They resemble Cattleyas ,the orchid most often used as a corsage,but,look a little different. I always remove the spent blooms. Best advice I can offer without knowing for certain what it is,is to not overwater it,and allow for good air circulation,cool nights. Most people fuss way too much over orchids. My best,most prolific blooming orchids were the result of benign neglect,a la Katrina,when we were absent for 5 weeks,and returned,almost all my orchids were in full bloom. Several other people in NOLA told me the same thing happened to them.
I am happy to report that, whatever they are, those little orchids are making roots.
I put them in a very shallow clay bowl with a big hole in the bottom and very loose unbroken-down crumbled leaf mold. The pot sets up @6' in the fork of the Japanese plum tree and I sparingly splash some water up there when I remember.
Okay, now I need you all to please help me out with this plant that I bought Tuesday. I have the most awful feeling that I should know what it is, but have to risk embarrassment and ask for help.
The leaves look verbena-ish to me, and the adorable little flowers resemble miniature snapdragons.
Actual flower size is approximately that of the flowers on the stalk in the upper left of the larger of these two pictures.
Bixa, these look awfully familiar. I think I may have planted them in pots on the deck a couple summers ago, though in different colors. If it wasn't so damn cold in the garage, I could poke around and probably find the plastic ID stakes that came in the pots from the nursery.
Kimby wrote: What part of "If it wasn't so damn cold in the garage..."did you overlook, bixa dear? Um, none. I just figured that you'll eventually go out to the garage when the weather warms, look over at a pile of pots, sigh, then have a faint exclamation mark form over your head as you first wonder what the pots are reminding you of, then remember that you were going to rummage in them for a plant marker.
Here's a question for you- do they have a scent? As I recall there are two similar species, one that is very fragrant, and one that just looks pretty. These have a scent, but it's very light.
(And why did you just accept as fact that I would have 2 year old bits of plastic from long-dead plants in my garage? That's not normal, is it?) Normal? Of course it's normal for a person who can look at anything & think, "that might be useful one day!" Sound familiar? ;D
Kimby, thank you SO much! That is indeed what my plant is. There seem to be quite a few varieties, but the important thing is that I have the main name and a way to look up its cultivation needs. You're a star!
(coincidentally, since you just posted that great run-down of your S.Africa trip, Nemesia are natives of South Africa)
Post by cheerypeabrain on Mar 2, 2011 18:12:09 GMT
oooh I do love nemesias...they fill the garden with scent. I'm on the lookout for a particularly sweet one with variegated leaves I saw a few years ago...haven't see it sold as seed anywhere so I may have to see if any turn up in a garden centre.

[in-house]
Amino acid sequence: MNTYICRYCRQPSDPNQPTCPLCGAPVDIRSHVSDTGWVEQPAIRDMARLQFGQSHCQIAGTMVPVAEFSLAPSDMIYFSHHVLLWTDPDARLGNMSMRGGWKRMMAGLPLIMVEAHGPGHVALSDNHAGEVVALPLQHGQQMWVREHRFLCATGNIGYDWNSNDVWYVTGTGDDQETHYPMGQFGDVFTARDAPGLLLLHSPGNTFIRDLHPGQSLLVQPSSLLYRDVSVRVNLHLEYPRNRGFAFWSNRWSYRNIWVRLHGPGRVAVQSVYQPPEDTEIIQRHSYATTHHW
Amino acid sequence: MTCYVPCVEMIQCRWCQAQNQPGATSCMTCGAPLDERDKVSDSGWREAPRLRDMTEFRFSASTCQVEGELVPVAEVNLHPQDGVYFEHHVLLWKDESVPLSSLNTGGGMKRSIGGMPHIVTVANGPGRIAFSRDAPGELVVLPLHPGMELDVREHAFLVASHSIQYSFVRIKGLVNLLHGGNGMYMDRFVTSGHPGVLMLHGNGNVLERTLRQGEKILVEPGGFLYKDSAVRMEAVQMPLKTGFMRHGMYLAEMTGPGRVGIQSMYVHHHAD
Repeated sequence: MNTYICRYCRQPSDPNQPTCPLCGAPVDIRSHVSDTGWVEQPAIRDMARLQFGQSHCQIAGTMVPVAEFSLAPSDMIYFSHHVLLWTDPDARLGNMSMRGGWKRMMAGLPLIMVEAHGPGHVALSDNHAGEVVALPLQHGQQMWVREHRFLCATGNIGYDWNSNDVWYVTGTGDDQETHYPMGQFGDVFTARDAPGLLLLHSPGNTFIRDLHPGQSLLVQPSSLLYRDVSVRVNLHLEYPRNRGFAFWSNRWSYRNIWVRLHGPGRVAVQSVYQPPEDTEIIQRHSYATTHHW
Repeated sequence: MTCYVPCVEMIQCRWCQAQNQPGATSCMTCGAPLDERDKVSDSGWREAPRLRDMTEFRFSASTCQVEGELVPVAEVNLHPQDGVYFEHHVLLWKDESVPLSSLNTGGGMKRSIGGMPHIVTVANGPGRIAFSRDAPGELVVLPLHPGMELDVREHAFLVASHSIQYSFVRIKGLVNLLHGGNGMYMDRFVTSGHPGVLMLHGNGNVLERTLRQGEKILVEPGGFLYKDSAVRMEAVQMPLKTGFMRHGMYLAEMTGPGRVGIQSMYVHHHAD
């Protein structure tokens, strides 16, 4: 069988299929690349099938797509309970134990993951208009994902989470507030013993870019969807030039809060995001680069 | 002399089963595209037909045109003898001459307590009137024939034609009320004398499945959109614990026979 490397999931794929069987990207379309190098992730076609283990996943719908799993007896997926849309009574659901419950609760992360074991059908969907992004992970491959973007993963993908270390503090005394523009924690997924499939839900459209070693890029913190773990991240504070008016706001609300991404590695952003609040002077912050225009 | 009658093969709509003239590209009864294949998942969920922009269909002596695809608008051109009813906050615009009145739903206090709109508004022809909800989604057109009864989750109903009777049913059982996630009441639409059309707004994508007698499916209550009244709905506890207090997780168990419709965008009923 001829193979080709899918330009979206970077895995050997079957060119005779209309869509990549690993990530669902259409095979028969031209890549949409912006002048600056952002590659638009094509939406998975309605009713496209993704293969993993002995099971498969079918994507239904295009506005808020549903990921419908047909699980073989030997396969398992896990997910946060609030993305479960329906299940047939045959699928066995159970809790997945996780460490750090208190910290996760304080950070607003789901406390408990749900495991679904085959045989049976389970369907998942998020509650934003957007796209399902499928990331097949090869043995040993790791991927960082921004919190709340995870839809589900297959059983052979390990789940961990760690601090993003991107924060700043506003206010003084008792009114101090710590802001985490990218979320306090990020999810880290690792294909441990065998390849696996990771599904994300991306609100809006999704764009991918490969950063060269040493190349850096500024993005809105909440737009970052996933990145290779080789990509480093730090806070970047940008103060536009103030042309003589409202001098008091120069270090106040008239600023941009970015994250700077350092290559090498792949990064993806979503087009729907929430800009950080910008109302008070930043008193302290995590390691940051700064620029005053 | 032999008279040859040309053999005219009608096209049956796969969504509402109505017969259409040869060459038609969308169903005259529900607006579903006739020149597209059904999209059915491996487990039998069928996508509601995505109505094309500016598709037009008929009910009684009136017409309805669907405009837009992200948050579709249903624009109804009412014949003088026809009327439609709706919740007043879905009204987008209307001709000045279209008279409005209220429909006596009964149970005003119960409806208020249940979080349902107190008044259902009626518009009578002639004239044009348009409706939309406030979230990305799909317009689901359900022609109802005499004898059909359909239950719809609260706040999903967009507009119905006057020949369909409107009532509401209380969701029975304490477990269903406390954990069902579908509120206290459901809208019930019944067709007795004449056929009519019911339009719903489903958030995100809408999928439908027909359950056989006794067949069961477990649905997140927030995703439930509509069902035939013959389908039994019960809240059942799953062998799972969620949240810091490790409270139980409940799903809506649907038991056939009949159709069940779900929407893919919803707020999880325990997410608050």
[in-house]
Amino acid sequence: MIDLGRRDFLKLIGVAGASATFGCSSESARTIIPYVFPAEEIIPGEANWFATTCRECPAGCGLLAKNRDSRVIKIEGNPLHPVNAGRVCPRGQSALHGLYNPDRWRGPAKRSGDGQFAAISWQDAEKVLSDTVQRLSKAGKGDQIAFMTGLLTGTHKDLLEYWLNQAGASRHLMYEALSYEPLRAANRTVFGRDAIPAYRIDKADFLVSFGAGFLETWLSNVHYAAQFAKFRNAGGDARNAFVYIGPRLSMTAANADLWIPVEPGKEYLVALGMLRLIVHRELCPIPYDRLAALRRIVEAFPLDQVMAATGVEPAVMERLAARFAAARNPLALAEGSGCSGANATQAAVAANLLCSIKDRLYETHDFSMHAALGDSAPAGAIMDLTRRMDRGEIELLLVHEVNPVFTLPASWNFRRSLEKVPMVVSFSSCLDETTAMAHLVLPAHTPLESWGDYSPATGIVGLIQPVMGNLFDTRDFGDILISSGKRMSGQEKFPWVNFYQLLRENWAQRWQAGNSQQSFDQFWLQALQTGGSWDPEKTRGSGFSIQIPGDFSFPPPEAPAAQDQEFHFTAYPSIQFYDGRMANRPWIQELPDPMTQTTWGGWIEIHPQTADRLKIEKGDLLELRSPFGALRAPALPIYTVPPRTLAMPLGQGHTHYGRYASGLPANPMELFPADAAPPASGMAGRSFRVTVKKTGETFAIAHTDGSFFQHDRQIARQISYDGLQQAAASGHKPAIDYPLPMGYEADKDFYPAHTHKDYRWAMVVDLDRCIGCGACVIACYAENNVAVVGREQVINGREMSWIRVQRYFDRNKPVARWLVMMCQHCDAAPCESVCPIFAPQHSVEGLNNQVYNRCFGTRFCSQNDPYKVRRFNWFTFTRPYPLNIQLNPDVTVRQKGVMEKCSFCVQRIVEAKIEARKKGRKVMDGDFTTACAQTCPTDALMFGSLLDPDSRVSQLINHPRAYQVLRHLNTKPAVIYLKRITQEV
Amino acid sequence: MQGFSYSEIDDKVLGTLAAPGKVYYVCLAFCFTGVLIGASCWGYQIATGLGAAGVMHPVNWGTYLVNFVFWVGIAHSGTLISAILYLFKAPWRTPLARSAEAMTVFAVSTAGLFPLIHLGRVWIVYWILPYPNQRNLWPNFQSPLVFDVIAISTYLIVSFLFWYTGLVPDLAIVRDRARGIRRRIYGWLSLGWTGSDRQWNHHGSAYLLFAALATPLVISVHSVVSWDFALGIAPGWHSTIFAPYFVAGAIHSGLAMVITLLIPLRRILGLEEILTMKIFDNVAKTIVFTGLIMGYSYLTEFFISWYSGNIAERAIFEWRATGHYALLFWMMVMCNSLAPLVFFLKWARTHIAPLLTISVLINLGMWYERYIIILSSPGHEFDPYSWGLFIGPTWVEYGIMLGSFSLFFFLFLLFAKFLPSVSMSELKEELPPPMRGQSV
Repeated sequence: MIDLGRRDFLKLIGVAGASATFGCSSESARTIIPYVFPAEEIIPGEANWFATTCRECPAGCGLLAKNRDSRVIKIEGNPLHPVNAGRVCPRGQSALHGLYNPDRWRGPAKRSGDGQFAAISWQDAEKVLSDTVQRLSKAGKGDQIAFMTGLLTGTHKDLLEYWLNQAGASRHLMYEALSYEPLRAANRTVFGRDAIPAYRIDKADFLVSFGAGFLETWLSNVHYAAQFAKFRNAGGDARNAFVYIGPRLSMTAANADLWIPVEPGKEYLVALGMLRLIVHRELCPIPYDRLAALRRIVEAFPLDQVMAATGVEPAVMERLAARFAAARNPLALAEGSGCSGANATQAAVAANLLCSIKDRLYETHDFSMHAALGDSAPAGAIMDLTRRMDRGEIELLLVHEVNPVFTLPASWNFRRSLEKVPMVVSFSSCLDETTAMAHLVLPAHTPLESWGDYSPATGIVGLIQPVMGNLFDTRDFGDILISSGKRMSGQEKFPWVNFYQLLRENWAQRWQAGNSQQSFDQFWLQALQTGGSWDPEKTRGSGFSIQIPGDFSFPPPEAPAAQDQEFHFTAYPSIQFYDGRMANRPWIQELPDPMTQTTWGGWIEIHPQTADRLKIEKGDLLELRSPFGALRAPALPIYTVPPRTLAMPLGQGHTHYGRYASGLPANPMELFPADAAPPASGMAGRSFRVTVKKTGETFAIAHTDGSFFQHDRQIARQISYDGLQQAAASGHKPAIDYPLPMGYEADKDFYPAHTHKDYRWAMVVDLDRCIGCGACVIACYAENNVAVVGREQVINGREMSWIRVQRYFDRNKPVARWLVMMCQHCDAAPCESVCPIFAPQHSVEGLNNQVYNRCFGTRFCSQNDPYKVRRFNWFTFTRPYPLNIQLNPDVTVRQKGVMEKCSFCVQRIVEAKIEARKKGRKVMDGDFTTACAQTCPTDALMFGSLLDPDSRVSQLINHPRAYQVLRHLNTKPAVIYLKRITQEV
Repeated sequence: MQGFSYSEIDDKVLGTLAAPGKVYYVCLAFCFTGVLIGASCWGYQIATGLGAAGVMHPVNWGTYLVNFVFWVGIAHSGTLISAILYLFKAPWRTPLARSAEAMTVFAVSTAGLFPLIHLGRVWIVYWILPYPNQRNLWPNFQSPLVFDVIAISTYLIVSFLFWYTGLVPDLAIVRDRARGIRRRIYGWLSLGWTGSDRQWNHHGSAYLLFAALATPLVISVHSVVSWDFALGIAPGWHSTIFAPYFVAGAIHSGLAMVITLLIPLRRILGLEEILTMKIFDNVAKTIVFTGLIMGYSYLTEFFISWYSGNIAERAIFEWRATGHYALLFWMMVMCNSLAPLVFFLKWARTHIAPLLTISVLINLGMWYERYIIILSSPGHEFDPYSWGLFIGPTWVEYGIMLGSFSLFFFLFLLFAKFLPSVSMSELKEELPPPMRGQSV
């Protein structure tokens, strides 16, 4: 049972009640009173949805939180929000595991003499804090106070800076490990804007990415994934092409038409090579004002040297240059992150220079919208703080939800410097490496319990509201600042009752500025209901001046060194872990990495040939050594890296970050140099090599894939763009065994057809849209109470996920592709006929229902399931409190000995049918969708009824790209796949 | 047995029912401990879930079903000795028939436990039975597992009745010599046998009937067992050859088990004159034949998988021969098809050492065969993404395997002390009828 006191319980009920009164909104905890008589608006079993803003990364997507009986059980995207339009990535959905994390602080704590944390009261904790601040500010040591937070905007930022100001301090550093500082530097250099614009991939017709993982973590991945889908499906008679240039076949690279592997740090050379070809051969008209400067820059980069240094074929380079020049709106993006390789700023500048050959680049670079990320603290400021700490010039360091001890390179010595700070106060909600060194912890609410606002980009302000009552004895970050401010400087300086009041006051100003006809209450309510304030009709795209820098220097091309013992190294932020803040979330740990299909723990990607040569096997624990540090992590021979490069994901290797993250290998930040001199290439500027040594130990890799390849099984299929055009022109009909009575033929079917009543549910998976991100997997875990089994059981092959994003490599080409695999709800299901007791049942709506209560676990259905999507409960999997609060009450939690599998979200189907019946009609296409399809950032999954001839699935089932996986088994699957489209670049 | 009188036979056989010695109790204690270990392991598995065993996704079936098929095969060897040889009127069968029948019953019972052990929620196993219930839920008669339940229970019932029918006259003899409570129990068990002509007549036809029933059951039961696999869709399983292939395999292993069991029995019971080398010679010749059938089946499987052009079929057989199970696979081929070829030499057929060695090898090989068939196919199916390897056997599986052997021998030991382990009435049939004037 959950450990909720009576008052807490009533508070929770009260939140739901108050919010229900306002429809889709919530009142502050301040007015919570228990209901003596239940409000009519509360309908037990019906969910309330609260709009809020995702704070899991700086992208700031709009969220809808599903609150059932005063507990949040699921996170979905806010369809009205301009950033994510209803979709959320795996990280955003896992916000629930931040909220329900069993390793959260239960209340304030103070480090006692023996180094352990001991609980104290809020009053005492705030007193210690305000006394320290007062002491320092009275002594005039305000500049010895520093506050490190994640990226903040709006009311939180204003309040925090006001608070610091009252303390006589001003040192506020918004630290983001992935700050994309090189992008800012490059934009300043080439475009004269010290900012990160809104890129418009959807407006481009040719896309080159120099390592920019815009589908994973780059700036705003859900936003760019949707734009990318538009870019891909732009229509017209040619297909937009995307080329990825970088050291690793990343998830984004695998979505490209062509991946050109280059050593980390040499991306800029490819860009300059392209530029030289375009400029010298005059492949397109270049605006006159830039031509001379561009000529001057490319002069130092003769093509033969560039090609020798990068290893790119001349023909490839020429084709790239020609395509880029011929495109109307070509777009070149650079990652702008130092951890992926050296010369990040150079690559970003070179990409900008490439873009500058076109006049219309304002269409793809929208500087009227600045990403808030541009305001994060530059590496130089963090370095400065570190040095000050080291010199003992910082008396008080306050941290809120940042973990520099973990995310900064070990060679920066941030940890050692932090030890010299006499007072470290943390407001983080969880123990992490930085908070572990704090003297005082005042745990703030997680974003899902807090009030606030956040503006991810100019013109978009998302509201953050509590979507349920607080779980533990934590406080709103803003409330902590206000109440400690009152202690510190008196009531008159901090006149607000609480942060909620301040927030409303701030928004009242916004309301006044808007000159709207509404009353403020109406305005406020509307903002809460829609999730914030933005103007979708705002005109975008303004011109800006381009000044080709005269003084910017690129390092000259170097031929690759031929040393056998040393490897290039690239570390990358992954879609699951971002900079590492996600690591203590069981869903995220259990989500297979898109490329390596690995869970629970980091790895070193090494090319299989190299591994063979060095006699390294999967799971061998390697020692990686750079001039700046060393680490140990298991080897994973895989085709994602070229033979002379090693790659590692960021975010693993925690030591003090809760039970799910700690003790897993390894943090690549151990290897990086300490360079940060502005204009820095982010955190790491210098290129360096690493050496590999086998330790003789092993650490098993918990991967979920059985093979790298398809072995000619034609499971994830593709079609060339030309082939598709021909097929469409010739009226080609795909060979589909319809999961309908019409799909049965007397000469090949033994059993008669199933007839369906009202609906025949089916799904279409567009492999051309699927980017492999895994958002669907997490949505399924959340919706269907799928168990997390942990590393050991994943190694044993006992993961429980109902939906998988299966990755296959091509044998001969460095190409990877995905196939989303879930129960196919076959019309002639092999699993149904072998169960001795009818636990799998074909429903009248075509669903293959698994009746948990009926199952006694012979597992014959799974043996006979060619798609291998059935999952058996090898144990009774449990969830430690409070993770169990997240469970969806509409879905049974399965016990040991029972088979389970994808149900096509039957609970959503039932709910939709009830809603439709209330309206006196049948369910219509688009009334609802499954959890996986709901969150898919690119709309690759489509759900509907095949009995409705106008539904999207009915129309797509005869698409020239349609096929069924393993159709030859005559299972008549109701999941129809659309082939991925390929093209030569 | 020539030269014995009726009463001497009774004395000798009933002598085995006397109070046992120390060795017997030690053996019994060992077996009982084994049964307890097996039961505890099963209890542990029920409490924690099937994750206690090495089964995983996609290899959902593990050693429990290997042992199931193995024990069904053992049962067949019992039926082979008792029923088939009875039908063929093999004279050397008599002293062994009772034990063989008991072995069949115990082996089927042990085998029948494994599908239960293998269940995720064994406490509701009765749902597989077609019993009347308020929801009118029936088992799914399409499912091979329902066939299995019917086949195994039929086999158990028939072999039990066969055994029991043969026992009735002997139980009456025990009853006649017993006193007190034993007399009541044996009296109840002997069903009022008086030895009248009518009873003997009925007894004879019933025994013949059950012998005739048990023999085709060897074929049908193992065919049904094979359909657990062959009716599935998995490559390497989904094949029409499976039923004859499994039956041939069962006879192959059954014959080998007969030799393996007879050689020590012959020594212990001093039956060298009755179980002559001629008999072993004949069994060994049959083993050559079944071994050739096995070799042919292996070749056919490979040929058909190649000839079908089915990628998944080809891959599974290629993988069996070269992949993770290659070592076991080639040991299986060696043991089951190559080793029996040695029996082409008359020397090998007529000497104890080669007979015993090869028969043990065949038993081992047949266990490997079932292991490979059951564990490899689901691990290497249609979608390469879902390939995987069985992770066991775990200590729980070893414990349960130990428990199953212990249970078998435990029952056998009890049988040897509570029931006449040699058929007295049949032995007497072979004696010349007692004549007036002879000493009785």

Well, I have a feeling that I should know what all of these are, so it may be egg-on-face time.
A neighbor on the back street has one of these growing on the canal berm across the street from her house. She sold me a big rooted cutting (@3' tall). It's succulent and bleeds white any place it's broken. I think it gets up to 6 or 7 feet.
Here's something I got a few weeks ago. It's in with the things that don't like afternoon sun. It stays in bloom and is nicely self-cleaning. Square stems. I feel its identification is just on the edge of my consciousness, but I can't name it.
Bad resolution, but might be helpful to those schooled in botany:
This hitch hiked in with a lantana I bought on Friday and I found it when I repotted the lantana. It almost got crushed beneath my heel as I thought it was the dreaded oxalis. However, it might be something desirable. I never saw the flowers open. The faded bits are dark blue. The secateurs are there for scale.
Yes, I was leaning in that direction, what with the square stems and general aspect of the plant. Your ID prompted me to look harder & this is what I found:
This looks like a refined, or at least very well grown version of what I have. Click on the thumbnails for bigger pics. Also, it's quite a nice site.
These are the parents named in the reference above: Plectranthus saccatus and Plectranthus hilliardiae. You have to scroll down the page to find it, but I wanted to get in a link for that site. It could be really useful for identifying things.
Can anyone ID this? I didn't take the photo, it came from a photo blog of Montana wildflowers and scenes that I've been quite taken with lately. But the photographer doesn't know this one, and my 10 flower books don't seem to contain it either.
My first thought was "Bluets" but they have 4 petals, I think. A gentian was another possibility, but I don't know.